And this, mind you, was the “blissful period” in which I wasn’t assaulted that much. I then moved to France, towards the end of 2014, to teach English at a very rough school that was the product of surprisingly successful structural segregation and got to enjoy such rewarding life experiences as having a male student stand on his desk during class and describe to the class how much better suited I was for prostitution than for teaching, and then having neither of the male colleagues or principal to whom I described this event believe me; if anything, they said, I needed to “stop being such a girl about it, and quit being so sensitive.” When i rode the bus home crying that afternoon, I was surrounded by a group of children with various mental disabilities and they took bets about who could grope me for longer. These were kids. They attended the middle school I taught at.

For the coming weeks I was more or less routinely groped on the bus. I got blackout drunk at a party one night to cope, took a stranger home, and he hit and spit on me while we fucked. I developed panic disorder and anorexia and decided to quit my job and go on a bike tour, mostly because then it would be harder to sustain my eating disorder. Five weeks into the trip, a boy of approximately middle-school age sexually assaulted me on the side of the road. The men I tried to wave down for help instead stopped to cheer on the child. Eventually I kept biking. During my 1000-mile bike ride home, I met up with an old friend who, during our first hours together, told me he had recently been raped.

During the following months, my brain opened itself up to remembering and processing, for the first time, the number of occasions I had been raped and sexually abused by male adults and relatives during my childhood.

Is it connecting that all of this is what we mean when we say “me, too”?

And is it funny, yet? Sitting in on a lecture on organizing intellectual resistance last spring, Lewis Gordon explained a re-interpretation of Nietzsche’s ubermensch: as a thought experiment which might allow us to be continually brushing shit off of our shoulders, picking ourselves back up, and getting back in the fight. Our ego, our false god, our etc. etc. that Nietszche might have intended us to get over aren’t the half of it: the ubermensch, laughing hysterically and running down from the mountains, is getting over it, is moving on.

When I returned from France I led a backcountry youth conservation crew. I had male supervisors make lewd comments. I had dozens of strangers tell me I shouldn’t be doing X, Y, Z because I was a woman. I had a half dozen kids confide in me that they had been raped by their parents. I had a male supervisor sexually predate upon me. I had a male child wield an axe to intimidate me because I was just another useless woman, and I watched my male co-leader walk away because it was “my fight to fight.” In the following months I moved in with a man who tried to normalize rape in our relationship. When I told him about the sexual trauma I was processing, he told me he hated it when women were so self-centered and egotistical to think they were even pretty enough to be raped. When I told him about being raped as a child by a relative, he asked if I liked it. He called me a bitch while he fucked me. Then he denied that we had ever been together, left me as a professional reference, and applied to the company I had been working for.

Is it funny that this isn’t where the story of my sexual trauma ends, but simply where I’m choosing to stop typing out the list? Are you laughing yet?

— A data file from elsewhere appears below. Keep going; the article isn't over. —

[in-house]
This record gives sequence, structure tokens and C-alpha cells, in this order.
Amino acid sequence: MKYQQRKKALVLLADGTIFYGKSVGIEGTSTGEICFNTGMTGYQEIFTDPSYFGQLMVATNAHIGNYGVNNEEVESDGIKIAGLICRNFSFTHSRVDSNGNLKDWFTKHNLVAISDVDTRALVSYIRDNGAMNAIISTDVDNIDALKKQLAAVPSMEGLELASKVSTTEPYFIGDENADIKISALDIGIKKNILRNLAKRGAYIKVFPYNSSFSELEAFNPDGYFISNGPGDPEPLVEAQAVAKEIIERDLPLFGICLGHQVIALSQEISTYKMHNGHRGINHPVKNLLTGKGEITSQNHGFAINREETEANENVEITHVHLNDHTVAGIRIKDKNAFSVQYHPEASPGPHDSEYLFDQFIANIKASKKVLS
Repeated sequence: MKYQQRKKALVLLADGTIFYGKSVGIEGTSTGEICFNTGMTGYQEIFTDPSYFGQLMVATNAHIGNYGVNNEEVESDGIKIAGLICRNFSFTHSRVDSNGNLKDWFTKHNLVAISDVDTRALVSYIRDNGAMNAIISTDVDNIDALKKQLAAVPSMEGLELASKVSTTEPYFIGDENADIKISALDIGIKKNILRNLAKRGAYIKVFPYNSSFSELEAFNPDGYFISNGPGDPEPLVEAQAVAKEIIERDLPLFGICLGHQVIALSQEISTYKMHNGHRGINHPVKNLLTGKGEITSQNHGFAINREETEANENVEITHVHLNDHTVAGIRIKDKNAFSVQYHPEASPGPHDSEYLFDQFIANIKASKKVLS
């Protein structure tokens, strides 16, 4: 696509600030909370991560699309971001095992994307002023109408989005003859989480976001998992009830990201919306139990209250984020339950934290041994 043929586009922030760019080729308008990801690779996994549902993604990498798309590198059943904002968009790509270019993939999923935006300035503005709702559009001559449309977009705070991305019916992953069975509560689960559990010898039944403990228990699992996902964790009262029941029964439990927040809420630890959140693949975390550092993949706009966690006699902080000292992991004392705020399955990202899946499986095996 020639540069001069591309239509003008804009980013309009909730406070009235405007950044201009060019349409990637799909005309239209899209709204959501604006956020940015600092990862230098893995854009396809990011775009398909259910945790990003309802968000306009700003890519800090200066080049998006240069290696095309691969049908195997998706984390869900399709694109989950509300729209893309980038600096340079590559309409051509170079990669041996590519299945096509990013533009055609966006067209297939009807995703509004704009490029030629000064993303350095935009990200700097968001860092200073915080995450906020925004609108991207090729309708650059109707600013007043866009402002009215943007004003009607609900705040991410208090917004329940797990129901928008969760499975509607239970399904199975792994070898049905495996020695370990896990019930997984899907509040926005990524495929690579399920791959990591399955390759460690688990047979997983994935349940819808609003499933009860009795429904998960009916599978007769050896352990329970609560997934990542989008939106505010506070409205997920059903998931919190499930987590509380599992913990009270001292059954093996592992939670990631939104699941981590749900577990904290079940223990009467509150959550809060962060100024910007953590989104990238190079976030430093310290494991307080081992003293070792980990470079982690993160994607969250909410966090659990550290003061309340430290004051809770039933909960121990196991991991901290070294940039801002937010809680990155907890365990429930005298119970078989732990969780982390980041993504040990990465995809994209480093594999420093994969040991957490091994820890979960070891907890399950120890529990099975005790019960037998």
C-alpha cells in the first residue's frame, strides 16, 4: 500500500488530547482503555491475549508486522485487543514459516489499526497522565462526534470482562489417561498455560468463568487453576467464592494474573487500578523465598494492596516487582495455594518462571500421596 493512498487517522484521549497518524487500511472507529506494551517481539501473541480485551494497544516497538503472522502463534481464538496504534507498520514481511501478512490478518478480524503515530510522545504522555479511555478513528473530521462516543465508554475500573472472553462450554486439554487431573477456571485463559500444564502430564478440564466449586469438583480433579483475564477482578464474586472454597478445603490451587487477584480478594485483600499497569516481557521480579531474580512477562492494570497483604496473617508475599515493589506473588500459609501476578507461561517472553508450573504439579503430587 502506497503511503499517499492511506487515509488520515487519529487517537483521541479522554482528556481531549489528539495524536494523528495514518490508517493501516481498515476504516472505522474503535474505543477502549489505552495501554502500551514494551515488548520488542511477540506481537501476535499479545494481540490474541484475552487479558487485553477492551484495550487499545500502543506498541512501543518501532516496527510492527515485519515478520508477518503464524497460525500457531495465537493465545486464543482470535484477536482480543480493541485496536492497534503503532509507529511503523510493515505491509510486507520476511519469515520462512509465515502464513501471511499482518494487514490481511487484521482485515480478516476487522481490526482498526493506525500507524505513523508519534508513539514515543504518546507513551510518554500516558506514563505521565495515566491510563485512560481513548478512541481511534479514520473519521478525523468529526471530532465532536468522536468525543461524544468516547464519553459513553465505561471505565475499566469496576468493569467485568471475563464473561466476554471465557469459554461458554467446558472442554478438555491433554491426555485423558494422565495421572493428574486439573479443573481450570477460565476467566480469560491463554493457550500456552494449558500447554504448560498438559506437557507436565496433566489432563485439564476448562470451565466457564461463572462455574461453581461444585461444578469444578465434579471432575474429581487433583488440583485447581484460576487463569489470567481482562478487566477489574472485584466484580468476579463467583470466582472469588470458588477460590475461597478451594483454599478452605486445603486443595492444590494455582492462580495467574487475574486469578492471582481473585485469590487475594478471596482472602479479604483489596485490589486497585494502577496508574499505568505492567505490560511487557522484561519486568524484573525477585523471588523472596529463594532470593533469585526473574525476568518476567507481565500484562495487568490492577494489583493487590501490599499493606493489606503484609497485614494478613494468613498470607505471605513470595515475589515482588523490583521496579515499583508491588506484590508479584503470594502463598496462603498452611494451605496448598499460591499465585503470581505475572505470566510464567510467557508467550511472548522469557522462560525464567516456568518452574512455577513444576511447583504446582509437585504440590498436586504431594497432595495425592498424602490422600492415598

I’m laughing. I’m laughing and thinking of reading about Foucault’s knowledge/power regimes for the first time and realizing that schizophrenia is (while a totally real and chemical medical condition) also a really convenient thing to have in our social lexicon to dismiss people who are willing to make bold claims, to draw too many conclusions, to say that this shit is connected.

These are half-formed thoughts and not well articulated, so work with me here: the widespread silencing of sexual assault, of trauma, of various things that produce sociological “Otherness” being shamed, is a means of maintaining a paradigm. It is the same paradigm in which the sweetest man I’ve ever met tells me he fucks women more roughly because he thinks that that’s what they want, not because he thinks they literally don’t know how to expect or accept male kindness. It’s the same paradigm that constitutes women as subjects of abuse. My abusive former partner used to tell me that he could tell he was triggering me and wanted to see how many triggers he could pull in one go before I fought back. This game went on for months. When he finally told me that this was a conscious act, I asked him if he realized that he was literally creating a version of me that only knew how to accept abuse from him; that he was constituting me as his victim. He had no idea what I was talking about.

This paradigm is the same paradigm in which (according to some study I read recently but can’t now find to cite), men have physical manifestations of anxiety produced by doing a typically feminine act (braiding soft hair) that won’t abate until they have a violent, typically male outlet (punching a bag; harder in correlation to longer times spent braiding hair). It’s the same paradigm that made it unsurprising last weekend that a stranger pulled a knife on my friend for asking someone not to kick his dog in the face. It’s the same system that produces basically every man I’ve met in the Forest Service, Harvey Weinstein, Donald Trump.

Me, too: Like, me, too, I was also triggered by every speech Trump gave during the election cycle. Me, too, I also had physical symptoms of unhealth manifest during the election and then again during the inauguration because Trump reminds me of the men who’ve catcalled me, who’ve hit me, who’ve raped me? Me, too, I am disengaging from politics because it is making me relive my trauma? Me, too, am afraid of men because I have memories stored in my bones that make me know that society instills in many men the capacity to be the Charlottesville killer or the Las Vegas shooter or the Von Triers and Weinsteins or the men on any of the four continents that have assaulted me? Me, too, because I am awakening to the fact that by opening myself up to love fully and unforgivingly in spite of this all is perhaps the most feminist act that I may undertake?

Me, too, because I know that their is a tremor in all of this that is our instinctual, intergenerational resilience that’s being awoken.

Astra Lincoln

Written by

exercises in code-switching from critical theory to rural Western

Welcome to a place where words matter. On Medium, smart voices and original ideas take center stage - with no ads in sight. Watch
Follow all the topics you care about, and we’ll deliver the best stories for you to your homepage and inbox. Explore
Get unlimited access to the best stories on Medium — and support writers while you’re at it. Just $5/month. Upgrade